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Cutting-Edge Computational Biochemistry in Europe

A special issue of Molecules (ISSN 1420-3049). This special issue belongs to the section "Computational and Theoretical Chemistry".

Deadline for manuscript submissions: closed (31 March 2023) | Viewed by 4001

Special Issue Editor

Special Issue Information

Dear Colleagues,

Computational biochemistry is a broad scientific area of research that applies computational methods to study biochemical problems. It lies at the interface between biology, chemistry, physics and computer science/informatics and involves the structural and functional characterization of biosystems at the molecular level, including proteins, enzymes, carbohydrates, nucleic acids, lipids, etc. This is accomplished through the application of different computational methods based on a diversity of physical approaches, including classical molecular mechanics, quantum mechanics, hybrid quantum mechanical/molecular mechanics approaches, free energy calculations, docking and virtual screening. 

This Special Issue is dedicated to research efforts from European laboratories in the field of computational biochemistry, including computational enzymology, the study of the dynamics of biomolecules, molecular recognition phenomena, conformational alterations, protein–ligand interactions, and protein folding, among many others. Particular emphasis is put on new methodological developments and algorithms in this rapidly evolving field. Original research articles, reviews, or communications within the scope of computational biochemistry and from researchers based at any Europeean university or scientific institution are welcome.

Dr. Sérgio F. Sousa
Guest Editor

Manuscript Submission Information

Manuscripts should be submitted online at www.mdpi.com by registering and logging in to this website. Once you are registered, click here to go to the submission form. Manuscripts can be submitted until the deadline. All submissions that pass pre-check are peer-reviewed. Accepted papers will be published continuously in the journal (as soon as accepted) and will be listed together on the special issue website. Research articles, review articles as well as short communications are invited. For planned papers, a title and short abstract (about 100 words) can be sent to the Editorial Office for announcement on this website.

Submitted manuscripts should not have been published previously, nor be under consideration for publication elsewhere (except conference proceedings papers). All manuscripts are thoroughly refereed through a single-blind peer-review process. A guide for authors and other relevant information for submission of manuscripts is available on the Instructions for Authors page. Molecules is an international peer-reviewed open access semimonthly journal published by MDPI.

Please visit the Instructions for Authors page before submitting a manuscript. The Article Processing Charge (APC) for publication in this open access journal is 2700 CHF (Swiss Francs). Submitted papers should be well formatted and use good English. Authors may use MDPI's English editing service prior to publication or during author revisions.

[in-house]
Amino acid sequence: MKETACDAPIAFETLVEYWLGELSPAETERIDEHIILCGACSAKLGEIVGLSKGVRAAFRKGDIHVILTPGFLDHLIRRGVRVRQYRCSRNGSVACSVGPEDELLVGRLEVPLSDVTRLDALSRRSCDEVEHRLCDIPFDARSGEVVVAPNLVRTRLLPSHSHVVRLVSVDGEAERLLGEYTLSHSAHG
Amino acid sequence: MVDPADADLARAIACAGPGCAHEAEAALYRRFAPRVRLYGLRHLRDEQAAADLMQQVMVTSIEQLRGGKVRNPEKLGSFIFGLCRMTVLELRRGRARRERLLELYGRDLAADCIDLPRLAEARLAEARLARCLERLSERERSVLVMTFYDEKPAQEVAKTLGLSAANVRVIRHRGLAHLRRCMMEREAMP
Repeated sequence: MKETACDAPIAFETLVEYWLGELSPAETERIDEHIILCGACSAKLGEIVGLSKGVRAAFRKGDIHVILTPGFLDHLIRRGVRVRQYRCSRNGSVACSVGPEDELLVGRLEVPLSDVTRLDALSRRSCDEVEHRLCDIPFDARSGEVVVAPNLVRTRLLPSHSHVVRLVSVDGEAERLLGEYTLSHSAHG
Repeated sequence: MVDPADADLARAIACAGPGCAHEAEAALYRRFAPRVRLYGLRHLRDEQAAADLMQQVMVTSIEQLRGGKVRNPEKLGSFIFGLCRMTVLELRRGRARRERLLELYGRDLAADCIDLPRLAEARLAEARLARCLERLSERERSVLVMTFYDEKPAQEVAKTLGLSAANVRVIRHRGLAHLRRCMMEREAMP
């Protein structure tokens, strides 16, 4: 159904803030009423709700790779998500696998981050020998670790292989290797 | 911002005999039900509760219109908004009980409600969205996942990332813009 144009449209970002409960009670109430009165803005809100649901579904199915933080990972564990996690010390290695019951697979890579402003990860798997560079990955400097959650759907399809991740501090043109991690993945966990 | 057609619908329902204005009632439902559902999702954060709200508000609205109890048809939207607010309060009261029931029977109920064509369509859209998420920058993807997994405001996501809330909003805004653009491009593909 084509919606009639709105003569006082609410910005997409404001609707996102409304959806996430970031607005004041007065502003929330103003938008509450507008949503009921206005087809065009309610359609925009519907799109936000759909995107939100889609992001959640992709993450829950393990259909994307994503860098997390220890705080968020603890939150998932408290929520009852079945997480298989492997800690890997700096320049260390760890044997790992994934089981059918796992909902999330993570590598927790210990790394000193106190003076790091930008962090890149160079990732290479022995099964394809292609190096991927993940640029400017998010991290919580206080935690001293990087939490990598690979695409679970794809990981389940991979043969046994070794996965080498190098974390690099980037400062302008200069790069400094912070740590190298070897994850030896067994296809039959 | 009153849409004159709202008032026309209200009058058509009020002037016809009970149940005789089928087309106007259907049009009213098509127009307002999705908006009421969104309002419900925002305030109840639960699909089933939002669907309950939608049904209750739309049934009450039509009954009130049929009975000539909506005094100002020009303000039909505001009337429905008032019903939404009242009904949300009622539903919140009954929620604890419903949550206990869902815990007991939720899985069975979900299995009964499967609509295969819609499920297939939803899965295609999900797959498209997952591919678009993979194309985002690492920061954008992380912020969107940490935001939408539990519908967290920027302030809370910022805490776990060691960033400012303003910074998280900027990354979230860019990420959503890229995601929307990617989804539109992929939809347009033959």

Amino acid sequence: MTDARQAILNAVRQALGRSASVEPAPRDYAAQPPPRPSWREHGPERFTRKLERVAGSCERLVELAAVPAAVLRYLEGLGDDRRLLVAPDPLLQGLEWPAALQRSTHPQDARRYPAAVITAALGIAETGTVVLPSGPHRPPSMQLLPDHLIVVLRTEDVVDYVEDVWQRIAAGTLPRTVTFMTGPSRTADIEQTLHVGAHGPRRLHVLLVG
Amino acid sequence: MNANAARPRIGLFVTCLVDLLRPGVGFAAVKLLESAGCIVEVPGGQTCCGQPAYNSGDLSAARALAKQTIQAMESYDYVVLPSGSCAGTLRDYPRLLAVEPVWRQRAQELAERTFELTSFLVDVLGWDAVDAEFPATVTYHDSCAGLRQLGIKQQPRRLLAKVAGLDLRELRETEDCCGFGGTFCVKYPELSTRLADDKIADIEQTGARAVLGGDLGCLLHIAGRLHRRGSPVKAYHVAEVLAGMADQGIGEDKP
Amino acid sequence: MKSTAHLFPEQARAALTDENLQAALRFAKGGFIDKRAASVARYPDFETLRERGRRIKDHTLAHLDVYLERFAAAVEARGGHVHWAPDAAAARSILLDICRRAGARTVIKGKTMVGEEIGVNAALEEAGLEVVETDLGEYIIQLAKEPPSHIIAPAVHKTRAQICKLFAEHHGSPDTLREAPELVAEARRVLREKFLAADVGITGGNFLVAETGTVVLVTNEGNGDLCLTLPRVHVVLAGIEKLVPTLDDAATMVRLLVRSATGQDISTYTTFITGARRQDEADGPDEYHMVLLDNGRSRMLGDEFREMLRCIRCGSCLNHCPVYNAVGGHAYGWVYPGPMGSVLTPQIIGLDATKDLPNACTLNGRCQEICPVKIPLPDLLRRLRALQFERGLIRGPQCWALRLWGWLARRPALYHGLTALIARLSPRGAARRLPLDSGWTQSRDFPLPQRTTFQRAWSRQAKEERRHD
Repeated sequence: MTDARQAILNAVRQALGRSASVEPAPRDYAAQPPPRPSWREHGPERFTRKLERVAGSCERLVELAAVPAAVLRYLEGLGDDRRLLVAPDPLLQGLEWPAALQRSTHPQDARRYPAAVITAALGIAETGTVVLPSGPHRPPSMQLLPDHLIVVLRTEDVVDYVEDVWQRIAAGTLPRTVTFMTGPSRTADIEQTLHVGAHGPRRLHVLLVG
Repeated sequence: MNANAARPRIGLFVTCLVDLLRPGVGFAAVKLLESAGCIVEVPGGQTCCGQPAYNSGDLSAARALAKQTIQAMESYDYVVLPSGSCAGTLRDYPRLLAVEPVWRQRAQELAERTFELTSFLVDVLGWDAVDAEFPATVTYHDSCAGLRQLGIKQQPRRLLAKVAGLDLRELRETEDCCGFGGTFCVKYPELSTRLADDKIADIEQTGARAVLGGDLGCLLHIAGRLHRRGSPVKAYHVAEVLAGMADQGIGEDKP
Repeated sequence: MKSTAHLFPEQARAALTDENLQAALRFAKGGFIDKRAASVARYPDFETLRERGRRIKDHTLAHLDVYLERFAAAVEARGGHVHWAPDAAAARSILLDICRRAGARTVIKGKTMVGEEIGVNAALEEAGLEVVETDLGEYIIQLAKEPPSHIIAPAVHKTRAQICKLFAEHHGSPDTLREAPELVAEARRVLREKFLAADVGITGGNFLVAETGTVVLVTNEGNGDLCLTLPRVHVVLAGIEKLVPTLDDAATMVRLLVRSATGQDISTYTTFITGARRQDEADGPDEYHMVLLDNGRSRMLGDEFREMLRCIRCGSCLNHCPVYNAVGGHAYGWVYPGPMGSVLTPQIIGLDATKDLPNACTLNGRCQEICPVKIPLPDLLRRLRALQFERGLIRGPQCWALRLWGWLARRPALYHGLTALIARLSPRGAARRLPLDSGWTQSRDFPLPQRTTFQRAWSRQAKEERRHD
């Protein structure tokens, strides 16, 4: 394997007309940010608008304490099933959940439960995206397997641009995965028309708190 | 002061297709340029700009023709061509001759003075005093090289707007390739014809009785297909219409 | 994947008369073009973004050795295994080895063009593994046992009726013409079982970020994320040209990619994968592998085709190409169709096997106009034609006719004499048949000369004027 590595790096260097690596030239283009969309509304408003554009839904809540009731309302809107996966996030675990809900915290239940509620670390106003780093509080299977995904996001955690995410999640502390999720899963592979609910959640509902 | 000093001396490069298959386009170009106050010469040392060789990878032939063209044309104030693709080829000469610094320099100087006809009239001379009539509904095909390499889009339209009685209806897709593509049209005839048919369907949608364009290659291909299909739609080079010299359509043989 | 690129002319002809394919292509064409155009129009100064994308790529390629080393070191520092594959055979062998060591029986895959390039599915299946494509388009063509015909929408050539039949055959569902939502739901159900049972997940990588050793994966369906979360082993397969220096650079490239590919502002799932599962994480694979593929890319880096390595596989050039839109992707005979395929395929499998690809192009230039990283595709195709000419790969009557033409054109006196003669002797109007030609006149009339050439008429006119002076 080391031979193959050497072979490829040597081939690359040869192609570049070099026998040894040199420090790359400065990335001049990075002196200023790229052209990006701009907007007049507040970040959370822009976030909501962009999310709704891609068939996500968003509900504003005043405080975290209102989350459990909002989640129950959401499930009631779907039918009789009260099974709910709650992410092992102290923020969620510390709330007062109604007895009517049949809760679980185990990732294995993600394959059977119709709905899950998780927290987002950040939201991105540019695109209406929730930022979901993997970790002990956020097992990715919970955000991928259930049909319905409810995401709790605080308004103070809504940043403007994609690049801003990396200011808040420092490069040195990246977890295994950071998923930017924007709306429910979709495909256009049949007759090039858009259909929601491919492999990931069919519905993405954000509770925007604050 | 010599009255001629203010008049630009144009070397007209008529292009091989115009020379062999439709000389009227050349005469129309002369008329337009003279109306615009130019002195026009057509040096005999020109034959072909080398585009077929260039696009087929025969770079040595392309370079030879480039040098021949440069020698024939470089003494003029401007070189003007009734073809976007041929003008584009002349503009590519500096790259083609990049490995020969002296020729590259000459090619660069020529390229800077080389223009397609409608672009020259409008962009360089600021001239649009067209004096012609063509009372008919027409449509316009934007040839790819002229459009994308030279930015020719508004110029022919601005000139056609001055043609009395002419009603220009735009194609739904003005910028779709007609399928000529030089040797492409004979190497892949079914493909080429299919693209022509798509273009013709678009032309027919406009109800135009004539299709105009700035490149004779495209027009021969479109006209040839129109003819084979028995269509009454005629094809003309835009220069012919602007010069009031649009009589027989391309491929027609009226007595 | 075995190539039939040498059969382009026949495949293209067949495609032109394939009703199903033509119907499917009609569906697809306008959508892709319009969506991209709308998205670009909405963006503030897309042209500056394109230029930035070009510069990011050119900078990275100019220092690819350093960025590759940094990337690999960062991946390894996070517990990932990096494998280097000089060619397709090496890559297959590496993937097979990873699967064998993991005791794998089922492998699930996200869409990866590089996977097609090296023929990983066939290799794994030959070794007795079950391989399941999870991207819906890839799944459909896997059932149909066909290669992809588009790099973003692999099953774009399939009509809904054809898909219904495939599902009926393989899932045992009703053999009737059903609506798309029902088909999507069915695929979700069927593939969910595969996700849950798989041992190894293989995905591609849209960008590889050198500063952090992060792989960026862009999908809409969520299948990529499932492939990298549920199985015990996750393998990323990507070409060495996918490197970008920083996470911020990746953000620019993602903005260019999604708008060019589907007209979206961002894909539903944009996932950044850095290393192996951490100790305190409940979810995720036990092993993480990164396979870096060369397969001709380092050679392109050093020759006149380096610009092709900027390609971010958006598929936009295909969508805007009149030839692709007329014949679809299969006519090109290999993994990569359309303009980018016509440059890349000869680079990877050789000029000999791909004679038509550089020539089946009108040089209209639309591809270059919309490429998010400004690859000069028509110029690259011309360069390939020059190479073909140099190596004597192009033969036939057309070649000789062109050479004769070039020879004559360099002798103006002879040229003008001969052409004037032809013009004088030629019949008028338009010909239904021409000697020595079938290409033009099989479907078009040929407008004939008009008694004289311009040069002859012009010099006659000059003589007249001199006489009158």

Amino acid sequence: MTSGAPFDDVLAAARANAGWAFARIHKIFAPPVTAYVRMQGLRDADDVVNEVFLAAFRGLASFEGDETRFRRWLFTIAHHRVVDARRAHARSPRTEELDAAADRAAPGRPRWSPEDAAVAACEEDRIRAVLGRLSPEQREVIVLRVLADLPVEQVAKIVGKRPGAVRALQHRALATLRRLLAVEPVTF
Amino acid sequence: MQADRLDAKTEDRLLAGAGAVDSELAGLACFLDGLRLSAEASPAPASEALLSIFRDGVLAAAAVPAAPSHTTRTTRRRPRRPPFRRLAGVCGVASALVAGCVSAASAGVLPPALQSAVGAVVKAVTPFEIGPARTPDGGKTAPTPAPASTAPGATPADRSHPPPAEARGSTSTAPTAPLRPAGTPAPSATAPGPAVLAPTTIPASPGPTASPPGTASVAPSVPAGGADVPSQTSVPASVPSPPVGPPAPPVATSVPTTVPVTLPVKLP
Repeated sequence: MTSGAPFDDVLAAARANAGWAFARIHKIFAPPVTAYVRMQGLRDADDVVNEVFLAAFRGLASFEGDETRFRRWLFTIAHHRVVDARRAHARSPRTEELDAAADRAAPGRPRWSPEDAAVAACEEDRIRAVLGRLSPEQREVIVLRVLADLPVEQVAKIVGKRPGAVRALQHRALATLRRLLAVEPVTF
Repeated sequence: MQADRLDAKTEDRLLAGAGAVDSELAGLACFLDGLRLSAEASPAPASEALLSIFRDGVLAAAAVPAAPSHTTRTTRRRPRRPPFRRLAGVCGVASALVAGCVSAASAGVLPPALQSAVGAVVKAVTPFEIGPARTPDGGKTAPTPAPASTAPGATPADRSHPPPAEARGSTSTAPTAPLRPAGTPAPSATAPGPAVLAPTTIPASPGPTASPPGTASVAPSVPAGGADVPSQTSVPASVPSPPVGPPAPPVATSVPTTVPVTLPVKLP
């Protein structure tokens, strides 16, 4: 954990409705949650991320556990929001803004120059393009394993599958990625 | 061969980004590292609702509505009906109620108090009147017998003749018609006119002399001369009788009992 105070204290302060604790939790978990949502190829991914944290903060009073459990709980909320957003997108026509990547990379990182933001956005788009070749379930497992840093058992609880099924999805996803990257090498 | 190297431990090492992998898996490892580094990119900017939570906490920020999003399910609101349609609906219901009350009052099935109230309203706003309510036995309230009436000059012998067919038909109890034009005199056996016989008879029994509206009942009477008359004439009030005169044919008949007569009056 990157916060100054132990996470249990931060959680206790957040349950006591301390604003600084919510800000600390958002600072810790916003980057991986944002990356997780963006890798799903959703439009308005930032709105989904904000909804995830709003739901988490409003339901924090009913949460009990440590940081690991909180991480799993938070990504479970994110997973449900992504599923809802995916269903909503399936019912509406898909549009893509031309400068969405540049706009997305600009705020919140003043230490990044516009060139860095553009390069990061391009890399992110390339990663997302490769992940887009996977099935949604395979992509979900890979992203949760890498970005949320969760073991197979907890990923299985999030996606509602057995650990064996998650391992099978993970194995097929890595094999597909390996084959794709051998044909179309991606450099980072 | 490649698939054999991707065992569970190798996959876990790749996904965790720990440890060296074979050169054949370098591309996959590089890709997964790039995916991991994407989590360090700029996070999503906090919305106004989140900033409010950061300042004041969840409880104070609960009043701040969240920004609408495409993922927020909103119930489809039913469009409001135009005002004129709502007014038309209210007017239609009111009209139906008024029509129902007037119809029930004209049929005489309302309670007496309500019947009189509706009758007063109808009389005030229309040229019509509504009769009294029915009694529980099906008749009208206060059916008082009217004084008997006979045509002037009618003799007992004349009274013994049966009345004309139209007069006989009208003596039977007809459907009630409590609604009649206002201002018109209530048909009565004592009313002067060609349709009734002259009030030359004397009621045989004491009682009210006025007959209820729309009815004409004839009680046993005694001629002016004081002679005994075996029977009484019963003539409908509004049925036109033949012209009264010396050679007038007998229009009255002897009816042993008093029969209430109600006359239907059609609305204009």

Keywords

  • computational enzymology
  • QM/MM
  • biomolecular simulations
  • computational drug discovery

Published Papers (1 paper)

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Research

24 pages, 6868 KiB  
Article
New In Vitro-In Silico Approach for the Prediction of In Vivo Performance of Drug Combinations
Molecules 2021, 26(14), 4257; https://doi.org/10.3390/molecules26144257 - 13 Jul 2021
Cited by 9 | Viewed by 3125
Abstract
Pharmacokinetic (PK) studies improve the design of dosing regimens in preclinical and clinical settings. In complex diseases like cancer, single-agent approaches are often insufficient for an effective treatment, and drug combination therapies can be implemented. In this work, in silico PK models were [...] Read more.
Pharmacokinetic (PK) studies improve the design of dosing regimens in preclinical and clinical settings. In complex diseases like cancer, single-agent approaches are often insufficient for an effective treatment, and drug combination therapies can be implemented. In this work, in silico PK models were developed based on in vitro assays results, with the goal of predicting the in vivo performance of drug combinations in the context of cancer therapy. Combinations of reference drugs for cancer treatment, gemcitabine and 5-fluorouracil (5-FU), and repurposed drugs itraconazole, verapamil or tacrine, were evaluated in vitro. Then, two-compartment PK models were developed based on the previous in vitro studies and on the PK profile reported in the literature for human patients. Considering the quantification parameter area under the dose-response-time curve (AUCeffect) for the combinations effect, itraconazole was the most effective in combination with either reference anticancer drugs. In addition, cell growth inhibition was itraconazole-dose dependent and an increase in effect was predicted if itraconazole administration was continued (24-h dosing interval). This work demonstrates that in silico methods and AUCeffect are powerful tools to study relationships between tissue drug concentration and the percentage of cell growth inhibition over time. Full article
(This article belongs to the Special Issue Cutting-Edge Computational Biochemistry in Europe)
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